Gun violence is down, but City initiatives continue

Recent City Council presentations highlighted the work by many City departments stuff to curb violent crime and address social concerns.

J.D. Duggan

The Minneapolis City Council is continuing its crackdown on gun violence following multiple high-profile incidents. 

Although the number of gunshot victims is down 9 percent in 2018 compared to 2017, according to a City presentation last week, recent shootings in neighborhoods surrounding the University of Minnesota have drawn concern from residents. The City is bringing different stakeholders together through the Group Violence Intervention Program to disrupt cycles of violence and pull guns from the streets. Recent presentations to City Council highlighted various aspects of GVI to multiple Council members.

Ward 3 City Council member Steve Fletcher said the proactive citywide, community-based approach will have a positive effect throughout all Minneapolis neighborhoods. He said by viewing the issue as a public health concern, the City focuses on root causes of violence and on finding actual solutions.

“In many ways, it’s a choice to treat one thing as an individual approach where we blame individuals, versus treating it as an epidemic,” Fletcher said. “And the question for me is not which is the right way of thinking about it, but what gets us to actual solutions?”

University-area wards accounted for around 18 percent of shootings from 2016 to July 24 this year, with almost all of these taking place in the Cedar-Riverside area. This is in stark contrast with North Minneapolis wards, which accounted for around 57 percent of shootings.

“To a degree, the University itself is not necessarily one of those places that deals with a lot of the violent crime that we see in Minneapolis, whether it’s the shootings or the homicides,” said Minneapolis Police Department Lt. Matthew St. George.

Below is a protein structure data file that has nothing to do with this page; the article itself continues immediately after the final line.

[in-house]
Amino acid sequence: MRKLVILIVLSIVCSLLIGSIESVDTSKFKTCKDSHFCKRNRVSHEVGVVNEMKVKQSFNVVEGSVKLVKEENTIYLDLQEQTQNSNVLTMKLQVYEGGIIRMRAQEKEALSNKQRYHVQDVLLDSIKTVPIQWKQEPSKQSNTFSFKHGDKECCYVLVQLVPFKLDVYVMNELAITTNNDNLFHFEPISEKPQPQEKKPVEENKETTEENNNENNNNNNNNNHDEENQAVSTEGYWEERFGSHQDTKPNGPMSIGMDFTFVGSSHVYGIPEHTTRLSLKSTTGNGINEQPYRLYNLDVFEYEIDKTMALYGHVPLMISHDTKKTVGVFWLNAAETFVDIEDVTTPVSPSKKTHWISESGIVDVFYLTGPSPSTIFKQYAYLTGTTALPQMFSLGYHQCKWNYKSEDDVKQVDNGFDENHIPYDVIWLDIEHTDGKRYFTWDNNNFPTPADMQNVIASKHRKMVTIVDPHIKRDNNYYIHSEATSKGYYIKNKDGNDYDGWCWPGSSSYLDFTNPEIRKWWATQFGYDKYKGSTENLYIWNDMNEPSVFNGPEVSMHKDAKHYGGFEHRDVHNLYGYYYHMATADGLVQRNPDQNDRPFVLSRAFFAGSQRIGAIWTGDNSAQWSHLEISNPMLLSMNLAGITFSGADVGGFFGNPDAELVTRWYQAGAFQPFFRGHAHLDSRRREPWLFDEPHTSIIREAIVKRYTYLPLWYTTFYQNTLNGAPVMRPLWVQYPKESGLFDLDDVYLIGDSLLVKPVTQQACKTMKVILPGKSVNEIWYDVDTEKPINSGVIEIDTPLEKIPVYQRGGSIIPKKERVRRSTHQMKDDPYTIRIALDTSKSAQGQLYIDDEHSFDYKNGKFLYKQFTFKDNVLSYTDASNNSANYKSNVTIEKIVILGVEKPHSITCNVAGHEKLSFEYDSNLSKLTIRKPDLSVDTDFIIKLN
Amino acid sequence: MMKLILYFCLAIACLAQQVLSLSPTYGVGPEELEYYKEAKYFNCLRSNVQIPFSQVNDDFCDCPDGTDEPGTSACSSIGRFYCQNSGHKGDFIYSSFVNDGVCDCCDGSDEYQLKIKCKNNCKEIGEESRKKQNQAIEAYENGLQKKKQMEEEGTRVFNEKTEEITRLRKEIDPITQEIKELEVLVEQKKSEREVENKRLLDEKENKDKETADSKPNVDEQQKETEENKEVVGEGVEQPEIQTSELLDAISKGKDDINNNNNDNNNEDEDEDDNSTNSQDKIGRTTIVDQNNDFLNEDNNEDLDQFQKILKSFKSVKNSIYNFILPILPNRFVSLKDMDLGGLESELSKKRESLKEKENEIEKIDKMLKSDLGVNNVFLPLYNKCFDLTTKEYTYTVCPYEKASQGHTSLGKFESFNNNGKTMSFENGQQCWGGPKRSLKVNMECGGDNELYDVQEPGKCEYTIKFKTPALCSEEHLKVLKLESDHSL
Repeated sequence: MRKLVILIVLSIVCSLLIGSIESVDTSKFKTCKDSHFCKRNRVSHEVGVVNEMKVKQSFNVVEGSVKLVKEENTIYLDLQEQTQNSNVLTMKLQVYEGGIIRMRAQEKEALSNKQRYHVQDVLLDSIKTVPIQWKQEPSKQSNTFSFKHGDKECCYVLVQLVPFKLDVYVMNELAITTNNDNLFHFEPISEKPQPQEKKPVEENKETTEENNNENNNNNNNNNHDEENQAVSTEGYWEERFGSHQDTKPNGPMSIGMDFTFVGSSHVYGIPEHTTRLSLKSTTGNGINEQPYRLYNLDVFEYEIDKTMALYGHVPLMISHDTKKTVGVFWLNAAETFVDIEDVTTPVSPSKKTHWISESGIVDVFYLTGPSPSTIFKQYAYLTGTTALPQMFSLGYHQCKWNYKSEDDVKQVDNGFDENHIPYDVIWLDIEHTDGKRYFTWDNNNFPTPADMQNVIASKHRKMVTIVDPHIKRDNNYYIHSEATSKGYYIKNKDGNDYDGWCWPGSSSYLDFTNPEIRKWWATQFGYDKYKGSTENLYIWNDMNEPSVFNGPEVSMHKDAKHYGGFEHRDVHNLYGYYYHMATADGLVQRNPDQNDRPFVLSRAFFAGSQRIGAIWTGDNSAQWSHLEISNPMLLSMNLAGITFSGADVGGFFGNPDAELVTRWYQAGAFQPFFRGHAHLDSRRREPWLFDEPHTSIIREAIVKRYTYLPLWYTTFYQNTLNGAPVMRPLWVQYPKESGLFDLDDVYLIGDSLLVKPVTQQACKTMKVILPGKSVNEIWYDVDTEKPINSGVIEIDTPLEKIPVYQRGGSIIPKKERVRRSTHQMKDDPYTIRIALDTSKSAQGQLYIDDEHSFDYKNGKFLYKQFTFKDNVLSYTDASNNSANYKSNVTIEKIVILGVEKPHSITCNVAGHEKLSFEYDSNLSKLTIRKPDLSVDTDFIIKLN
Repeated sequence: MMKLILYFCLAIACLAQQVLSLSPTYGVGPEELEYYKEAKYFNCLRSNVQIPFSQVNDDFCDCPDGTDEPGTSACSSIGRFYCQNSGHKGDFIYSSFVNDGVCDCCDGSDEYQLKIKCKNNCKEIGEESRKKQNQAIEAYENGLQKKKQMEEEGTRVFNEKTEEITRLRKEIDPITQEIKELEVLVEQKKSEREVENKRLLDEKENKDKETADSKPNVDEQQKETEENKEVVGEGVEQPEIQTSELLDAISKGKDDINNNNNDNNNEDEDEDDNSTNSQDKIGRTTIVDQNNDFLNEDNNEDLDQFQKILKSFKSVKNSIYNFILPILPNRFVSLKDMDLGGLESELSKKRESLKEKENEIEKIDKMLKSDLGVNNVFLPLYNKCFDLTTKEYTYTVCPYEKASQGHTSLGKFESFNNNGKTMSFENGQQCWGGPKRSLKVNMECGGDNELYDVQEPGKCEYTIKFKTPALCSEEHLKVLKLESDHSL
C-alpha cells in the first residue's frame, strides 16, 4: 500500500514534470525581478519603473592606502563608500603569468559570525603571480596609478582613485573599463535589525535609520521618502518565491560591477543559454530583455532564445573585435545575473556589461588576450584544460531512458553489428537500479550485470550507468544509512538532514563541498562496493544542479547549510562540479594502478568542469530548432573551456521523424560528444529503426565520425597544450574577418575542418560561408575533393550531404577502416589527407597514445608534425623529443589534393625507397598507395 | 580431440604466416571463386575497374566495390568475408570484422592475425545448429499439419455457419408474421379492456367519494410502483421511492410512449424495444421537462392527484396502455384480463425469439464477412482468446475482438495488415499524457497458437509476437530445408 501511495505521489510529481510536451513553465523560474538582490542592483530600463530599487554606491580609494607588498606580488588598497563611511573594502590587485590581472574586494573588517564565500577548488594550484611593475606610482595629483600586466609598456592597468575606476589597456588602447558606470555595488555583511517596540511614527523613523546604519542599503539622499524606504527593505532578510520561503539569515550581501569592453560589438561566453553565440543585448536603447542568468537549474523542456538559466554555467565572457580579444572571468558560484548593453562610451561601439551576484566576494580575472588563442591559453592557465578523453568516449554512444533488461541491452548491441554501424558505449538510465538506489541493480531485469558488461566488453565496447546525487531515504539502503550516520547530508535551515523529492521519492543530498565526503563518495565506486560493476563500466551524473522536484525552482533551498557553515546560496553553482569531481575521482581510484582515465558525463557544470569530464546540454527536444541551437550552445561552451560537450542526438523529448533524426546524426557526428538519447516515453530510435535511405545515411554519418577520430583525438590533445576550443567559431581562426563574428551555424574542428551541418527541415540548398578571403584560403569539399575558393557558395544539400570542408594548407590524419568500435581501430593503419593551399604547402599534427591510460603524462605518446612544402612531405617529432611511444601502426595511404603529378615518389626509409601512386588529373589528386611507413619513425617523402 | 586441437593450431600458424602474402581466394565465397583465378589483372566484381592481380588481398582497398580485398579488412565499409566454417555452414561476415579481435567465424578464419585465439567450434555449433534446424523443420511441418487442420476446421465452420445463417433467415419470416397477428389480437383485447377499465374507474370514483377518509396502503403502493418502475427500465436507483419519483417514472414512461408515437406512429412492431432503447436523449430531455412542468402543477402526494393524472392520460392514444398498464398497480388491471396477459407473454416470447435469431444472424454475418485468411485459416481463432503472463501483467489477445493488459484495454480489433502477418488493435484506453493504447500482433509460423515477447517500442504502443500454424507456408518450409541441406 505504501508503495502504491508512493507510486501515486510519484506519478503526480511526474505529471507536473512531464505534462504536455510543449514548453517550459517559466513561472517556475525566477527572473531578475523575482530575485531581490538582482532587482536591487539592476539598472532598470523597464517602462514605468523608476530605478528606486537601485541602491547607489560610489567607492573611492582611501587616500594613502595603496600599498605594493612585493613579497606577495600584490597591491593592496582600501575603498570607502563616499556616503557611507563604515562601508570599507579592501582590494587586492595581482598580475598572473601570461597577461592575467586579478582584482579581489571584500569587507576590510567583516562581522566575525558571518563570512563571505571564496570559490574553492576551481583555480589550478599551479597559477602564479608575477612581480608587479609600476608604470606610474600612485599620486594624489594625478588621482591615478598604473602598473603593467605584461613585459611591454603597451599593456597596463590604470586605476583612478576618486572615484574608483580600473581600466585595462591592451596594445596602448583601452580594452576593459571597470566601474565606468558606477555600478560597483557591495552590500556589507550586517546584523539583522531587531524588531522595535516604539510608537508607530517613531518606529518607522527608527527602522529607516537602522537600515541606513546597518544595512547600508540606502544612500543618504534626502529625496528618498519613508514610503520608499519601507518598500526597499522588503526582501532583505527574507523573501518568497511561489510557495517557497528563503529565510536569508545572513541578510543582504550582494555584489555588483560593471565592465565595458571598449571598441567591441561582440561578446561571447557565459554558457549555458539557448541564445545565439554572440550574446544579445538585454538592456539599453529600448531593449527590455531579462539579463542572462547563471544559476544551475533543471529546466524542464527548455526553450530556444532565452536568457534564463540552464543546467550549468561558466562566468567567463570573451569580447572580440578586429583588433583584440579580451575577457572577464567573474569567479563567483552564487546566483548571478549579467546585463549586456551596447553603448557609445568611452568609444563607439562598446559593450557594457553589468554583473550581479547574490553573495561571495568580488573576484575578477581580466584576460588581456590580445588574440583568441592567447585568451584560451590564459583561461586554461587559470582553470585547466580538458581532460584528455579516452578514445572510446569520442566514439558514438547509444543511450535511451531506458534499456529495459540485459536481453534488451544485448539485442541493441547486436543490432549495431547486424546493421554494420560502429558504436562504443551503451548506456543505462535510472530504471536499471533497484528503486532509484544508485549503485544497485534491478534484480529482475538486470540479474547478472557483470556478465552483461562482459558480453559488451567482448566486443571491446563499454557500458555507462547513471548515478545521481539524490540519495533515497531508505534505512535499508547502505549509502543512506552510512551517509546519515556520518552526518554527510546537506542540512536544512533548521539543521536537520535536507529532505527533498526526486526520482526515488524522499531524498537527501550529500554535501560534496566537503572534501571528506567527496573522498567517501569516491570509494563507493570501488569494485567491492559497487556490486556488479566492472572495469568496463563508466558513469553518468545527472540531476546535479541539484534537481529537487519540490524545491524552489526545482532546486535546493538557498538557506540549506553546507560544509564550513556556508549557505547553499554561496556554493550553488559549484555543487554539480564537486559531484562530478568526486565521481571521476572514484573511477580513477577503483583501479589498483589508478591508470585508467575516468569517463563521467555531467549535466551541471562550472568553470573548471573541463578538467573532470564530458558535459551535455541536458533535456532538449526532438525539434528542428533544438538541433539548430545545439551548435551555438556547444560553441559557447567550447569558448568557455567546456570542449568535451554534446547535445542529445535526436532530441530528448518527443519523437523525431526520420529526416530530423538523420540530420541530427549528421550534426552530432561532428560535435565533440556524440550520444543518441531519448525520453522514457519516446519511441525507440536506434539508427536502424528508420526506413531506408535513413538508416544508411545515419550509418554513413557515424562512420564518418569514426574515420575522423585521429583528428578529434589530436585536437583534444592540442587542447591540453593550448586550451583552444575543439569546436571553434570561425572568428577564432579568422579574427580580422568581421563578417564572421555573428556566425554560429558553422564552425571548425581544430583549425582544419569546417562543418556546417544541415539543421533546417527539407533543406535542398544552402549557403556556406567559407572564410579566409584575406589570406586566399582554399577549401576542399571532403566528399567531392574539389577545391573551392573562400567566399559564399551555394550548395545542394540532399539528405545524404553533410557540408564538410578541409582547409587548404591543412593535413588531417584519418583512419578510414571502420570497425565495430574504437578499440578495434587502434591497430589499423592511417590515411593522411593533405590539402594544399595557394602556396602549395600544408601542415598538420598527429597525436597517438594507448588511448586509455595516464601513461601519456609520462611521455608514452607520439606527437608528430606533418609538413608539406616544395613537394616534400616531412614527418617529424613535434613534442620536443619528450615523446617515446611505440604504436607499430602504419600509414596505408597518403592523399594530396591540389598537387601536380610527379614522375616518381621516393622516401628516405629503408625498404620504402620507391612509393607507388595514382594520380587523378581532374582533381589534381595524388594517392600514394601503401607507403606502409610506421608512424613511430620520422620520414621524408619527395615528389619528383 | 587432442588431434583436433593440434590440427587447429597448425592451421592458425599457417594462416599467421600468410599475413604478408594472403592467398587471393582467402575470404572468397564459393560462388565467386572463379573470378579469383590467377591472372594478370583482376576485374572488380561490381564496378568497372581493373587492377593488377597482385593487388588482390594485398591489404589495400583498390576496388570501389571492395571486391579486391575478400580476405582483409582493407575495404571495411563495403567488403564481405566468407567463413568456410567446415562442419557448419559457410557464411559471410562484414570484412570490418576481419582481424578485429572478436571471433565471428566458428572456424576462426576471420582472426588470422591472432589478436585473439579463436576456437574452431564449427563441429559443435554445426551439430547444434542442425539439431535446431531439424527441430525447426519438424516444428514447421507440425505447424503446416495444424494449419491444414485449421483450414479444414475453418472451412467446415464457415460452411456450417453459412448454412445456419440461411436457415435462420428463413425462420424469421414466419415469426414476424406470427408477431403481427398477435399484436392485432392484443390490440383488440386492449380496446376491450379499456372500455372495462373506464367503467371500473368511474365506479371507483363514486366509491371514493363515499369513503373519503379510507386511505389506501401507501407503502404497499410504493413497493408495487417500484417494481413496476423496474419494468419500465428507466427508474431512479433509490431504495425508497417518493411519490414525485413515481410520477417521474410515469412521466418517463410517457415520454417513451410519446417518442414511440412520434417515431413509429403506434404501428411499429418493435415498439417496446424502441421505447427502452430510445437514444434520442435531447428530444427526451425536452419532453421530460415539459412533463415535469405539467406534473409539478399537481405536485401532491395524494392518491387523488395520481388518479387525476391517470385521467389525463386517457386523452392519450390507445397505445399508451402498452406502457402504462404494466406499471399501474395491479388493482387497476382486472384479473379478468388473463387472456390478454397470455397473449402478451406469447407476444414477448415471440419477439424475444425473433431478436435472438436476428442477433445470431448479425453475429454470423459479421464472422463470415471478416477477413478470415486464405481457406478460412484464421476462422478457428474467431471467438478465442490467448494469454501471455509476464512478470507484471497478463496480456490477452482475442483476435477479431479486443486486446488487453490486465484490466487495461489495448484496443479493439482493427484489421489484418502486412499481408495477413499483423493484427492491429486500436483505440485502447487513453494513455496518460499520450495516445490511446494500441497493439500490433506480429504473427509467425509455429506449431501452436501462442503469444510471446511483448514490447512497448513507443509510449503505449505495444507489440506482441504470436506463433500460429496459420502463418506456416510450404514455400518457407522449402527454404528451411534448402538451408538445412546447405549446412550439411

He said shootings and homicides are confined to very specific regions in the city, and the University-area is not one of these regions. But there’s been an overall significant statistical decrease in violent crime throughout the city. He added the gang unit of MPD has confiscated 91 guns this year.

The City’s community-based approach, which sees some outreach in Cedar-Riverside and could expand in 2019, connects police to public health officials and community outreach liaisons to address core issues, St. George said. 

The City has viewed violence prevention, particularly with youth, through a public health lens since 2008, said Sasha Cotton, youth violence prevention coordinator in the City’s Health Department. 

Rather than suppressing negative behavior, she said her team focuses on ways to uplift people and make them safer through pathways to education, employment and community engagement. This includes employing the help of residents formerly involved in gang violence as community liaisons to those currently in high-risk situations.

“We also really try to look at risk and protective factors. Not only how do we … suppress the bad behavior, but how do we uplift the things that make people safer?” Cotton said. “Like personal assets. … If this person were more engaged in their community, would that make them safer? If they had a pathway to education and employment, would that make them safer?”